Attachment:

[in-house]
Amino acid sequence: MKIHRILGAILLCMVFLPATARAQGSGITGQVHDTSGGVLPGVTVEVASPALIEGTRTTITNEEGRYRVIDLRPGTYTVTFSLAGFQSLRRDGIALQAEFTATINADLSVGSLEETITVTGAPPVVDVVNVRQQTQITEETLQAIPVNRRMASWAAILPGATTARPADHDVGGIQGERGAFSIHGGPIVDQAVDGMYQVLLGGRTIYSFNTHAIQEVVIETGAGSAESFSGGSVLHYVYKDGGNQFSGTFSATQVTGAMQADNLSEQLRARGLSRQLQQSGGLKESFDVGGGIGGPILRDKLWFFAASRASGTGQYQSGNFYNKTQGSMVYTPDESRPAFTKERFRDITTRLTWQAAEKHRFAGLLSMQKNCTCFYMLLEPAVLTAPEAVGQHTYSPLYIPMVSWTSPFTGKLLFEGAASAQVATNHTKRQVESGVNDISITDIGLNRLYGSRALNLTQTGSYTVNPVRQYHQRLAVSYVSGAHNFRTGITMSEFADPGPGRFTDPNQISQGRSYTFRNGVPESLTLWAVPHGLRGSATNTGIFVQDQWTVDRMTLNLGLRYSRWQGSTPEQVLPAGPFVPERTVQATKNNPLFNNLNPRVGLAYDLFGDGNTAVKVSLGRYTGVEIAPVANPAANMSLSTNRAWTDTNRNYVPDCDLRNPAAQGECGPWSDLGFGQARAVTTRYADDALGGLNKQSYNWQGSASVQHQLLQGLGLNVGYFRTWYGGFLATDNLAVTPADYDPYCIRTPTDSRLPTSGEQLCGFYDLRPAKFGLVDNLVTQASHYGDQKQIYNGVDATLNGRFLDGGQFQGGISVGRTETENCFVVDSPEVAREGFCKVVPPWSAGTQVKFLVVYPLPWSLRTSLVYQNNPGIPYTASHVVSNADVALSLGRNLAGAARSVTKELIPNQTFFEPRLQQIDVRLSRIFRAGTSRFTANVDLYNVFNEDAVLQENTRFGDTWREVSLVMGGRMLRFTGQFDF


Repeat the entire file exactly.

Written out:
[in-house]
Amino acid sequence: MKIHRILGAILLCMVFLPATARAQGSGITGQVHDTSGGVLPGVTVEVASPALIEGTRTTITNEEGRYRVIDLRPGTYTVTFSLAGFQSLRRDGIALQAEFTATINADLSVGSLEETITVTGAPPVVDVVNVRQQTQITEETLQAIPVNRRMASWAAILPGATTARPADHDVGGIQGERGAFSIHGGPIVDQAVDGMYQVLLGGRTIYSFNTHAIQEVVIETGAGSAESFSGGSVLHYVYKDGGNQFSGTFSATQVTGAMQADNLSEQLRARGLSRQLQQSGGLKESFDVGGGIGGPILRDKLWFFAASRASGTGQYQSGNFYNKTQGSMVYTPDESRPAFTKERFRDITTRLTWQAAEKHRFAGLLSMQKNCTCFYMLLEPAVLTAPEAVGQHTYSPLYIPMVSWTSPFTGKLLFEGAASAQVATNHTKRQVESGVNDISITDIGLNRLYGSRALNLTQTGSYTVNPVRQYHQRLAVSYVSGAHNFRTGITMSEFADPGPGRFTDPNQISQGRSYTFRNGVPESLTLWAVPHGLRGSATNTGIFVQDQWTVDRMTLNLGLRYSRWQGSTPEQVLPAGPFVPERTVQATKNNPLFNNLNPRVGLAYDLFGDGNTAVKVSLGRYTGVEIAPVANPAANMSLSTNRAWTDTNRNYVPDCDLRNPAAQGECGPWSDLGFGQARAVTTRYADDALGGLNKQSYNWQGSASVQHQLLQGLGLNVGYFRTWYGGFLATDNLAVTPADYDPYCIRTPTDSRLPTSGEQLCGFYDLRPAKFGLVDNLVTQASHYGDQKQIYNGVDATLNGRFLDGGQFQGGISVGRTETENCFVVDSPEVAREGFCKVVPPWSAGTQVKFLVVYPLPWSLRTSLVYQNNPGIPYTASHVVSNADVALSLGRNLAGAARSVTKELIPNQTFFEPRLQQIDVRLSRIFRAGTSRFTANVDLYNVFNEDAVLQENTRFGDTWREVSLVMGGRMLRFTGQFDF